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Spring Football Preview: Defensive Questions

Clemson should field an even stronger defense in 2017, but it is not without questions.

NCAA Football: Fiesta Bowl-Ohio State vs Clemson Mark J. Rebilas-USA TODAY Sports

For the first time since 2014, Brent Venables’ unit returns mostly intact and with far more known commodities than unknown. The coach who successfully reloaded NFL draft-decimated defenses in both 2015 and 2016 to launch Clemson on national title runs now enjoys a bevy of experienced talent. With 7 starters returning, many expect a season similar to 2014 (in terms of both defensive potential and the new faces on offense) in which Clemson rode the nation’s top-ranked defense to a 10-3 record.

While there is less depth at defensive tackle than I would prefer after Scott Pagano’s graduation and subsequent transfer, there should be far more overall depth than Clemson enjoyed in either 2015 or 2016. As such, most of my questions have to do with key replacements and depth chart reshuffling. All things considered, this should be the most interesting spring in years.

Who are the backups on the defensive line?

Clemson’s line excelled over the last few seasons due to extremely talented depth at defensive tackle and outstanding positional coaching from Dan Brooks and Marion Hobby. Minus Pagano, there’s less depth in the middle than previously expected; minus Brooks and Hobby, the coaching at the very least is no longer a constant. This is a make-or-break offseason for Jabril Robinson and Sterling Johnson, who risk further underclassmen surpassing them on the depth chart. I am eager to see Albert Huggins’ and Nyles Pinckney’s rumored progression, since I expect each to be the first two off the bench after Wilkins and Lawrence and therefore contribute meaningful snaps. Will they progress enough to mitigate the drop-off behind the starters?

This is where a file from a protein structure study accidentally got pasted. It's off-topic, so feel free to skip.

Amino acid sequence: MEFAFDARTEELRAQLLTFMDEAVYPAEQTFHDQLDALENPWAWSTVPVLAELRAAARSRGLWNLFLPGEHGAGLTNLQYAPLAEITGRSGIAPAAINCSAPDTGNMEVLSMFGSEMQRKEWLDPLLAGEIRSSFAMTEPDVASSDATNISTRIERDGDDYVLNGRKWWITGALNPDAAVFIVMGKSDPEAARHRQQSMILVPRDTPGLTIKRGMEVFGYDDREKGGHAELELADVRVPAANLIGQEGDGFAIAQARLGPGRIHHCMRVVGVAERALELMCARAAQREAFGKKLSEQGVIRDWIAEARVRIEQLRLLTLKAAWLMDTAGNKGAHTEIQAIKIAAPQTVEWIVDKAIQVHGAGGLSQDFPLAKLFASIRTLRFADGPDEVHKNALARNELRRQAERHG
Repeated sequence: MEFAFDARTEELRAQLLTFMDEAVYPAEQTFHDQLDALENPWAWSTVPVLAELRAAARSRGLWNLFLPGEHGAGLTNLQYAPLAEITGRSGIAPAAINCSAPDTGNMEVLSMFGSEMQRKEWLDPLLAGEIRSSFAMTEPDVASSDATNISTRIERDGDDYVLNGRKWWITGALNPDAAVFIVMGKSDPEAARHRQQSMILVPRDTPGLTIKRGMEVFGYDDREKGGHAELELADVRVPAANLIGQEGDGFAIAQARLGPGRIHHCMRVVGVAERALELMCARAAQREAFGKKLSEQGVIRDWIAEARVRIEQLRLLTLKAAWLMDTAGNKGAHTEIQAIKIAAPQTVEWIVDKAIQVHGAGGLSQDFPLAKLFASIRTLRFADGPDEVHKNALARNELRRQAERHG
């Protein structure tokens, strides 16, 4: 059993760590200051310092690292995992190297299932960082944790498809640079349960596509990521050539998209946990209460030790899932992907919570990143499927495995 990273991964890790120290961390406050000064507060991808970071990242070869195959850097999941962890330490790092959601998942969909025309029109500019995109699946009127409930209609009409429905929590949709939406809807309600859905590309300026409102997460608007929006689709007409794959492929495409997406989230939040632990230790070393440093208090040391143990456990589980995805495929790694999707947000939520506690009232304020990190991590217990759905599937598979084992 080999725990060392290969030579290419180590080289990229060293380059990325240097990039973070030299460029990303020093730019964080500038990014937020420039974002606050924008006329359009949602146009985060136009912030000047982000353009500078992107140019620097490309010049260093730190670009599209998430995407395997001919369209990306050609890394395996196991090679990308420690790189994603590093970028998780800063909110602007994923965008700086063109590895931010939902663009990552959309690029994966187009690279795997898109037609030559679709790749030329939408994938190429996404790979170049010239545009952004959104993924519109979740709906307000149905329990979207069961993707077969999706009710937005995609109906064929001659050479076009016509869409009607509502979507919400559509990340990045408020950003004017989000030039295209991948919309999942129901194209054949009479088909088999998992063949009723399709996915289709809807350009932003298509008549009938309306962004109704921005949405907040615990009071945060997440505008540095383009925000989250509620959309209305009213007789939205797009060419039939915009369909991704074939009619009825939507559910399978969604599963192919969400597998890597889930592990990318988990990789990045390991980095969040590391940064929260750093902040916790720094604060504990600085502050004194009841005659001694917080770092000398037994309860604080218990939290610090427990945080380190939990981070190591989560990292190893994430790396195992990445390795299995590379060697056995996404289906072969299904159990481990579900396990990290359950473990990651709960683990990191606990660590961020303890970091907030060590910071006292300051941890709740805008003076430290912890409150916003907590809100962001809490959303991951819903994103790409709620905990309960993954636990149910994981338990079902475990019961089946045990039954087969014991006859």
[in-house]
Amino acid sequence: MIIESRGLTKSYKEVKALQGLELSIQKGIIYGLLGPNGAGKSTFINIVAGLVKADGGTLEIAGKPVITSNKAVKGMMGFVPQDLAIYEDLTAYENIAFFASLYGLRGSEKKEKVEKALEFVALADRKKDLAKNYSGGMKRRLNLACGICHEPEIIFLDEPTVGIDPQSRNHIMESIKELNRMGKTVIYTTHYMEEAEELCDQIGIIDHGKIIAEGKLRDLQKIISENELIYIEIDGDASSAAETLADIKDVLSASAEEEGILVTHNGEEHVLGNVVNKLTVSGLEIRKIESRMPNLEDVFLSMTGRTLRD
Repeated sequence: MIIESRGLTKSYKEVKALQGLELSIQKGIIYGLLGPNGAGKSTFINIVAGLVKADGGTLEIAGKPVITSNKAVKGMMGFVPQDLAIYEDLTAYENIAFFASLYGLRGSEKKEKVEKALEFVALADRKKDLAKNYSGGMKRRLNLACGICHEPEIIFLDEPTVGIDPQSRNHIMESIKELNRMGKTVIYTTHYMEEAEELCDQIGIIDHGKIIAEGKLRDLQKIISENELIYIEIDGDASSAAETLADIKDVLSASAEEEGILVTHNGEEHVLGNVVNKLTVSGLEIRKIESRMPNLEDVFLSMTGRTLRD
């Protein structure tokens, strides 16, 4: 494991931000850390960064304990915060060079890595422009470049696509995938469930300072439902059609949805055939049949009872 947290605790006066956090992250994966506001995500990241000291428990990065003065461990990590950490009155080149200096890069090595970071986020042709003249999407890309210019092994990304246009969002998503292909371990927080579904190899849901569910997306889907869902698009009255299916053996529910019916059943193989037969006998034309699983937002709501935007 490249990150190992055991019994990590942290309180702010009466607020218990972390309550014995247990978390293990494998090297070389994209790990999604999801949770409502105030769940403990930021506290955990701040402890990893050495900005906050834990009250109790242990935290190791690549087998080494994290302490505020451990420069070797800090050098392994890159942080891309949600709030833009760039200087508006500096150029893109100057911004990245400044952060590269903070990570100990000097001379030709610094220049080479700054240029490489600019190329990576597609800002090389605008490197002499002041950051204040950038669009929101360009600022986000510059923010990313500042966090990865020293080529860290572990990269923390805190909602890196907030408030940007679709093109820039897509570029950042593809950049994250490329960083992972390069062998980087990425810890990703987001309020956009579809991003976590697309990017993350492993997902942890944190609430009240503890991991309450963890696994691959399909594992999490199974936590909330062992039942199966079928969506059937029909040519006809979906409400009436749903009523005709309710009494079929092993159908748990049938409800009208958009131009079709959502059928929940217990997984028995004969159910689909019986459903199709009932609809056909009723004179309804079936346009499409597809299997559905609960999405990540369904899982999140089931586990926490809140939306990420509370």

Who replaces Ben Boulware?

There is only one hole to fill at linebacker, but it is the gaping hole left by the legendary Ben Boulware at Will. Starting Mike linebacker Kendall Joseph is reportedly splitting time at Mike and Will, leaving the door open for Tre Lamar to make his case at Mike and thus push Joseph to Will. Meanwhile, Shaq Smith is a monster of a man after his redshirt and should be the presumptive favorite at Will — assuming the aforementioned position change does not materialize. Jamie Skalski is also pushing at Will, and regardless of the shuffling and eventual pecking order, Mike and Will should be in good hands among these four men.